In case you missed it

In Geologic Time: The History And Significance Of Louisville’s Rocks

On the far side of Mitchell Hill, across the Bullitt County line, there is a small creek called Sugartree Run. It lies in the former Samuels property, nearly 300 acres held by that family for eight generations — as far back, according to one descendant, as the land grants of the 1800s. It was farmed until 1984, when Walter Samuels, a diabetic, lost his eyesight. Since then, the forest has steadily grown back.”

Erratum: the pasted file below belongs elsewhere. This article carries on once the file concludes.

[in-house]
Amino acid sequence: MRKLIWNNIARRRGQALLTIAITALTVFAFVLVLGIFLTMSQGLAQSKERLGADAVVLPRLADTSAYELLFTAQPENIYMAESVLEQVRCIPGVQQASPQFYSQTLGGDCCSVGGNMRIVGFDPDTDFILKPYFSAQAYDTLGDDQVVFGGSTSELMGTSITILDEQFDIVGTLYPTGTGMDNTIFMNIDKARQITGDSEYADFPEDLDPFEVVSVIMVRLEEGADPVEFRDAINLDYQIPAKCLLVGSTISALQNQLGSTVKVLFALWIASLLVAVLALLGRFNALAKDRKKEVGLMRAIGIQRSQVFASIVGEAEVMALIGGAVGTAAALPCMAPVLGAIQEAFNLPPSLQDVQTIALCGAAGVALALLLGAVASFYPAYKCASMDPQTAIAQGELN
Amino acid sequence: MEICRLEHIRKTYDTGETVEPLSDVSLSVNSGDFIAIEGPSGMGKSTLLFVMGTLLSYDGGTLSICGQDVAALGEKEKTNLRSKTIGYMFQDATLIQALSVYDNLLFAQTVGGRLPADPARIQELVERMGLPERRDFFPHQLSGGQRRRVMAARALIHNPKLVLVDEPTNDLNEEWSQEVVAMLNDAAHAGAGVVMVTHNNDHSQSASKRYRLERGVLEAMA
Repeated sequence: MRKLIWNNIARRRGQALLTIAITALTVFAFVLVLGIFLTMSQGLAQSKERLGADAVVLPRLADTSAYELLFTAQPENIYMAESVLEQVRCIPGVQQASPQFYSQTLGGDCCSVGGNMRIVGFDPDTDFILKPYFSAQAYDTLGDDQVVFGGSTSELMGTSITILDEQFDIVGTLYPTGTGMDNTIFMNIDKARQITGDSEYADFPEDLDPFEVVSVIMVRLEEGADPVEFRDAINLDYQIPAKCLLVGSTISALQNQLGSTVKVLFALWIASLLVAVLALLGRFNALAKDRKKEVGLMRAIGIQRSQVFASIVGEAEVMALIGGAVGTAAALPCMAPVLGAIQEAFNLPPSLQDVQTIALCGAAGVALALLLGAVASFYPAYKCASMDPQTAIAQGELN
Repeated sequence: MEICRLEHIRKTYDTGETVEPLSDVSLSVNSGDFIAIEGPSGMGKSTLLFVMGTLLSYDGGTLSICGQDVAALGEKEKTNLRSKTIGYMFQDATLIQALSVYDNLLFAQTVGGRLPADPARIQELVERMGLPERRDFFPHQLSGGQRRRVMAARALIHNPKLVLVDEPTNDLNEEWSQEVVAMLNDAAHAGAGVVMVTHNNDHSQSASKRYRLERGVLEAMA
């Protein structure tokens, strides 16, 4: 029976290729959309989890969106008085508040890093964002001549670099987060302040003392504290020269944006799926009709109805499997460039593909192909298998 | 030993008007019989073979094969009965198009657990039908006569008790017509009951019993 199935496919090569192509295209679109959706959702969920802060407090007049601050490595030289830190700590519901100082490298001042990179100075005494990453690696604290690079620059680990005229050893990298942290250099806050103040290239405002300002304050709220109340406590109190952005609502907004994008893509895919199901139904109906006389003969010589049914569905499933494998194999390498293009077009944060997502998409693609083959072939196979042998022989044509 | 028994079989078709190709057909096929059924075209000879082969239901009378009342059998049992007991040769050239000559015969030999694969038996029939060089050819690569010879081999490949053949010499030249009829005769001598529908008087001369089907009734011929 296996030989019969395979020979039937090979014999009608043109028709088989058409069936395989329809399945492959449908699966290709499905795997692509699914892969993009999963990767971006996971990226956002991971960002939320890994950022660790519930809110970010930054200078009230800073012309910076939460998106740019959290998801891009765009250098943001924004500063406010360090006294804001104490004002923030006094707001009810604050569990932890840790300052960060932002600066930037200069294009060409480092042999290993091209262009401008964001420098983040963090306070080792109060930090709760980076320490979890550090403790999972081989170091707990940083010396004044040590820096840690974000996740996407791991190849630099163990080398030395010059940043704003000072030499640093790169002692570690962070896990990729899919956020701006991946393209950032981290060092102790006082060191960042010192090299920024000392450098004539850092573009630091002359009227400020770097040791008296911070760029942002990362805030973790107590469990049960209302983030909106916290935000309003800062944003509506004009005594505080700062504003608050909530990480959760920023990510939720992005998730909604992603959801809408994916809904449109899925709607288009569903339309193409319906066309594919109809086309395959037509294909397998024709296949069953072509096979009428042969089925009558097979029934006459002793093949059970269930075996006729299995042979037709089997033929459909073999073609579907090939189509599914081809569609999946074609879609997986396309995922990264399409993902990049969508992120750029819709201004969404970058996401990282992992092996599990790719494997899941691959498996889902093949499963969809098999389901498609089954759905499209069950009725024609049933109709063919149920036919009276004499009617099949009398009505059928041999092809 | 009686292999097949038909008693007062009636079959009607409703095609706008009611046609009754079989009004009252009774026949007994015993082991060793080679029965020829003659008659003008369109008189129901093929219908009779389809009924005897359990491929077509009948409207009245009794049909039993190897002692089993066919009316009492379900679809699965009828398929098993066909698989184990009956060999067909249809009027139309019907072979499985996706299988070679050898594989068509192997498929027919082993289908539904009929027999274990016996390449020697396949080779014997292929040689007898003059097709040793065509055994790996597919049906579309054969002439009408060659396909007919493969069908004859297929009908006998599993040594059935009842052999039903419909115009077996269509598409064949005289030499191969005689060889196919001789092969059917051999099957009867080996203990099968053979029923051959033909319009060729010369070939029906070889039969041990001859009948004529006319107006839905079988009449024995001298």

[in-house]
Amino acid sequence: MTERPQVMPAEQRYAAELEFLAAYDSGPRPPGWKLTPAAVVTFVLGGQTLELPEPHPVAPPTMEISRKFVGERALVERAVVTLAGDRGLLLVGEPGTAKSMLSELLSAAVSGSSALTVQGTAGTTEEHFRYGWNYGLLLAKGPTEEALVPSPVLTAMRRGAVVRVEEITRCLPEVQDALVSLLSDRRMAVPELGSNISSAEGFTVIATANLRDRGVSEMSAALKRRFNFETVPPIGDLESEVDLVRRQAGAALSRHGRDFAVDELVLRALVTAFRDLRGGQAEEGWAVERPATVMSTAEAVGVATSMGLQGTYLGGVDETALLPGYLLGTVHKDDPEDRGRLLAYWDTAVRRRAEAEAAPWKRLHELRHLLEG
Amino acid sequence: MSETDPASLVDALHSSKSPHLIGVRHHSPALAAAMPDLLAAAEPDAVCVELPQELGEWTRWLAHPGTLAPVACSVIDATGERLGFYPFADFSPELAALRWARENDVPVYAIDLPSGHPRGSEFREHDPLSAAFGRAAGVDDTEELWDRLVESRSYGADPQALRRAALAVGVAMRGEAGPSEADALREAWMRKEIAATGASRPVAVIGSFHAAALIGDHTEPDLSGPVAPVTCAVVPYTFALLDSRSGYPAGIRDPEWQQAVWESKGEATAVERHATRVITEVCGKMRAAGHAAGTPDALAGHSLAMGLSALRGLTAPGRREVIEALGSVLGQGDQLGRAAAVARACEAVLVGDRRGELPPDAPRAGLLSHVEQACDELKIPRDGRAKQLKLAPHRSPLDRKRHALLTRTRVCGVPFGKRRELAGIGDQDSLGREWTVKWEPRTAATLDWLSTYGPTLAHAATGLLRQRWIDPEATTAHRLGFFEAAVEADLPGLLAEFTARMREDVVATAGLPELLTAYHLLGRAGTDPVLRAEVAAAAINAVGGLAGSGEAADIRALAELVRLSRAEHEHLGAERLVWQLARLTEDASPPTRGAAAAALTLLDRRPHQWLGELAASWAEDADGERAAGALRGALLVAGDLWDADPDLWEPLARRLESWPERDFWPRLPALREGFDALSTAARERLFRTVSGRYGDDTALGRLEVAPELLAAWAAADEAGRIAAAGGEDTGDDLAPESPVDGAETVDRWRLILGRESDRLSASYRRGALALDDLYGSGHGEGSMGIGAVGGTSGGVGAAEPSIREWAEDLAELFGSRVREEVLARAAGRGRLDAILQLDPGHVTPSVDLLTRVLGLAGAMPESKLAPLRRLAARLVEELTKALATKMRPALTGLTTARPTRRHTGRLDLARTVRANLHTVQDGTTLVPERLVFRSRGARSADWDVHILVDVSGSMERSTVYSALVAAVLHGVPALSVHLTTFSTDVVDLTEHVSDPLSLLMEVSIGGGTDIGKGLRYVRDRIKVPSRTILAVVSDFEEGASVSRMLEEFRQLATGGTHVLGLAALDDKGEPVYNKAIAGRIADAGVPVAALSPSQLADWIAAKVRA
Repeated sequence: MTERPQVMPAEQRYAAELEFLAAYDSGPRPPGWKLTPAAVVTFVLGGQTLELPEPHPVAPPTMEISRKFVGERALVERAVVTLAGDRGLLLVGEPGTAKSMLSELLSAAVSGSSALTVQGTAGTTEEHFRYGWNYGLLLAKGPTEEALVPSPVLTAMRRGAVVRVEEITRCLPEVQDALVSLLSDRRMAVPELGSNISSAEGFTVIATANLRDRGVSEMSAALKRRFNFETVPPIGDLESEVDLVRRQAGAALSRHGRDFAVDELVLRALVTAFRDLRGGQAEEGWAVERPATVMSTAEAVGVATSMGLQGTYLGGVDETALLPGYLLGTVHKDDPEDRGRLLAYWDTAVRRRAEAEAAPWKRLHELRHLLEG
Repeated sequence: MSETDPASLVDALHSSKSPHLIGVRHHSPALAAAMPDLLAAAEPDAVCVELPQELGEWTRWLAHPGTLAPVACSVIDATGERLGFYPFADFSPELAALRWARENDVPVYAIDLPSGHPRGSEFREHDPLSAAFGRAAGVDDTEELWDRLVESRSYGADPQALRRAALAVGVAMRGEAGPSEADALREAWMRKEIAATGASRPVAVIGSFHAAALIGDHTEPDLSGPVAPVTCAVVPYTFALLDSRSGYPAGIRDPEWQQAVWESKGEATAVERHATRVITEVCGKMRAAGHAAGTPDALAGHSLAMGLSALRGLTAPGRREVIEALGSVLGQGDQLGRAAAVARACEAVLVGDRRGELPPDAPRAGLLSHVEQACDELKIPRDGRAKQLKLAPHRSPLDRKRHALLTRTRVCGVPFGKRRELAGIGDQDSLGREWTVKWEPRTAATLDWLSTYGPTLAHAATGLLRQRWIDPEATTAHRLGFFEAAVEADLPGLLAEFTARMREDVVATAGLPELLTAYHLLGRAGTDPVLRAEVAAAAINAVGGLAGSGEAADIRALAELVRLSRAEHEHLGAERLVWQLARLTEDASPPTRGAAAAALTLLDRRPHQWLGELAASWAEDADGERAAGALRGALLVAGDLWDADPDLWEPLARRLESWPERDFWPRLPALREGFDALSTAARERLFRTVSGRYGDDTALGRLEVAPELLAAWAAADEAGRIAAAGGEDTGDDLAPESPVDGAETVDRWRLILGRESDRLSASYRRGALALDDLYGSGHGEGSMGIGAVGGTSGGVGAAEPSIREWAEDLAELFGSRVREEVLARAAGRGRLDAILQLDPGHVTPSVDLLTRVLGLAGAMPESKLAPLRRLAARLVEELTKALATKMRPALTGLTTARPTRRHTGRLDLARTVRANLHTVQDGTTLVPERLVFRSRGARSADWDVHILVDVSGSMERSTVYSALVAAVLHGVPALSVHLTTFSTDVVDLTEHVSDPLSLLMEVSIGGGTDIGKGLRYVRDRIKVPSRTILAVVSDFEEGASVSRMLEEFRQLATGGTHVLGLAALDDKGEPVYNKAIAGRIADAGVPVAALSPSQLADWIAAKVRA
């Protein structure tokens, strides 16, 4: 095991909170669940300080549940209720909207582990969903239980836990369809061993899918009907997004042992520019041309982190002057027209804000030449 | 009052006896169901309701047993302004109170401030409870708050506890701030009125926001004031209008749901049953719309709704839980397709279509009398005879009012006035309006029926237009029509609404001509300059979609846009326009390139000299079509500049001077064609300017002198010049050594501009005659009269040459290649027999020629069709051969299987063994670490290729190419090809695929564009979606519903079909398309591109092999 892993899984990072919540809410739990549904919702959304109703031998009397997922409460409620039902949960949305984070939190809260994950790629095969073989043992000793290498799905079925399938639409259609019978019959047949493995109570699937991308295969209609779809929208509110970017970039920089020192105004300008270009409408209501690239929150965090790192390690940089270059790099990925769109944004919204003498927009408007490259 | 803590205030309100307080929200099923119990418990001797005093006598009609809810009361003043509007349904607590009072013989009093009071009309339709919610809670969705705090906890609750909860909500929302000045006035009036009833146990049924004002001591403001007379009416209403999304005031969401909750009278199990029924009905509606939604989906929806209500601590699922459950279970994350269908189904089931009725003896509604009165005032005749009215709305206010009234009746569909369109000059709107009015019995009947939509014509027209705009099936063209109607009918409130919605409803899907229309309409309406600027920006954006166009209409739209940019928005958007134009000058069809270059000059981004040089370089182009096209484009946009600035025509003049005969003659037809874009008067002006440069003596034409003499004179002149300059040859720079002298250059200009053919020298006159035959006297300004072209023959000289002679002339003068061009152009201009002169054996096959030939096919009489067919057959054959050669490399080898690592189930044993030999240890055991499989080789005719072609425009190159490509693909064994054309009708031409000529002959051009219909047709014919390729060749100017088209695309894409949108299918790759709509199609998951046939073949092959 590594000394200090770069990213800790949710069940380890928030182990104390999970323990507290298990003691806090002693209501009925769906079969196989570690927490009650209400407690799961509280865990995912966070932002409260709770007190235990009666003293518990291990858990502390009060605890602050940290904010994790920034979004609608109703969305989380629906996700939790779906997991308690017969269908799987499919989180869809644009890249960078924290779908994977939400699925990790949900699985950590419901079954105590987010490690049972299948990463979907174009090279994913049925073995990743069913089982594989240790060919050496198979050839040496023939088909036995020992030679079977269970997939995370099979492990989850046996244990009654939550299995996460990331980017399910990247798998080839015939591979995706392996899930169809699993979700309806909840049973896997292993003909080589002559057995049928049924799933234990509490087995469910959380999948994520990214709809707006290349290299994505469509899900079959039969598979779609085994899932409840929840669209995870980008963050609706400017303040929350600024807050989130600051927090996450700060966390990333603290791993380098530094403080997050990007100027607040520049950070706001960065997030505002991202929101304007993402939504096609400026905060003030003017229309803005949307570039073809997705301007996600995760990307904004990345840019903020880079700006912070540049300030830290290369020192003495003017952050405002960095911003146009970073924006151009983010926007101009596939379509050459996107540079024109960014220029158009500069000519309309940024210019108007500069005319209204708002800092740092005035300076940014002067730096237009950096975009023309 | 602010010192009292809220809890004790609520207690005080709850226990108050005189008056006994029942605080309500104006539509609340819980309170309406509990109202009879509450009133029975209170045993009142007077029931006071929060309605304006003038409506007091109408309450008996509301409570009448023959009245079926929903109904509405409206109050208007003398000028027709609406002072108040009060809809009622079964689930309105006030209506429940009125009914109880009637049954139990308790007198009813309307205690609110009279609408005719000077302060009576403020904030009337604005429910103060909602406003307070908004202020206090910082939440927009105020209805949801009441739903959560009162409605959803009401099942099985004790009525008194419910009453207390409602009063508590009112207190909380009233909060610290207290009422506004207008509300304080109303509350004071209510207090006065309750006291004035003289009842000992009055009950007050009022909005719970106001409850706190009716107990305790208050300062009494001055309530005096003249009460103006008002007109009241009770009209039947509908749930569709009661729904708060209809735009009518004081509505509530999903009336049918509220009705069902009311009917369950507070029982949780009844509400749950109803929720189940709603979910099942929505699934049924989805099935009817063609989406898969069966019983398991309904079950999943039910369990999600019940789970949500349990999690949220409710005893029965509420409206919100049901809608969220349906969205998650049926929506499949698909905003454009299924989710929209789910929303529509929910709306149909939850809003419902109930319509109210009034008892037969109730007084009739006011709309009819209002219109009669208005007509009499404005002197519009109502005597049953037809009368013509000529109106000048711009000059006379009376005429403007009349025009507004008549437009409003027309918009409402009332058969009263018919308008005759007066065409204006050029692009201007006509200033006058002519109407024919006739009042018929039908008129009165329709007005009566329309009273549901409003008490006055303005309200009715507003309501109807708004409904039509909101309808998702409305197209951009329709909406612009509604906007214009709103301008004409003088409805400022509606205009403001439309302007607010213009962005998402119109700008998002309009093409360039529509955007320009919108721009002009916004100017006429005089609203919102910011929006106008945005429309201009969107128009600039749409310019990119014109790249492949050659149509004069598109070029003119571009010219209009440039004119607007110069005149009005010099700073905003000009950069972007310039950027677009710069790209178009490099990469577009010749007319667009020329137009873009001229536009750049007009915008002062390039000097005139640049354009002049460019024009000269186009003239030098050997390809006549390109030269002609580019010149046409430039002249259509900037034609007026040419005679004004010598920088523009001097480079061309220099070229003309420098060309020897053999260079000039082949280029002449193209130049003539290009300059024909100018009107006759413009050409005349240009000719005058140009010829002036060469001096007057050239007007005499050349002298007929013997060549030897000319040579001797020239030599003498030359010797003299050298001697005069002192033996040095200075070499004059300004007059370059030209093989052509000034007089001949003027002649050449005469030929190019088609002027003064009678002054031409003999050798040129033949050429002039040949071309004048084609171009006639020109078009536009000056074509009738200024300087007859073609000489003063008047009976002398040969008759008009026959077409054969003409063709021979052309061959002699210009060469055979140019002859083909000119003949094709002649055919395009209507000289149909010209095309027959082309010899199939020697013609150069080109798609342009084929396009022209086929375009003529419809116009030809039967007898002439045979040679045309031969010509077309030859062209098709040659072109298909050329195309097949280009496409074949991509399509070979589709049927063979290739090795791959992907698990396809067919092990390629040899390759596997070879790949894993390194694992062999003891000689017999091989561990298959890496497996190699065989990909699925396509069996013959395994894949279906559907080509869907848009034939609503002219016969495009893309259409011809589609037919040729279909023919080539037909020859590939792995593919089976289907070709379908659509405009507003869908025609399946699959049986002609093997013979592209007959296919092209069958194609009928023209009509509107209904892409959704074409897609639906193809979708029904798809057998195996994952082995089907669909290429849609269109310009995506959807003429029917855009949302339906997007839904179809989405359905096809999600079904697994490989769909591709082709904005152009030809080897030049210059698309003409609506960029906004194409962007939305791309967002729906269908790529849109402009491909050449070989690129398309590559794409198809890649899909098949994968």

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Editor’s Note
Aaron Yarmuth

If We Do Our Homework, We Can Have A Pizza Party

I once had a teacher who offered rewards for class achievements. I don’t recall the...
The Midwesternist
Dan Canon

The Juggernaut And America: Just Keep Running

I’ve read comic books for as long as I can remember. I like the ready...
Post Card from Washington
John Yarmuth

Proudest Moment

Government is the way we organize our responsibilities to each other. That’s the phrase I...
Write Some Shit
Hannah Drake

You Do Not Find The Next Amanda Gorman By Silencing Black Girls

On Jan. 20, during President Joe Biden’s inauguration, we watched in awe as Amanda Gorman,...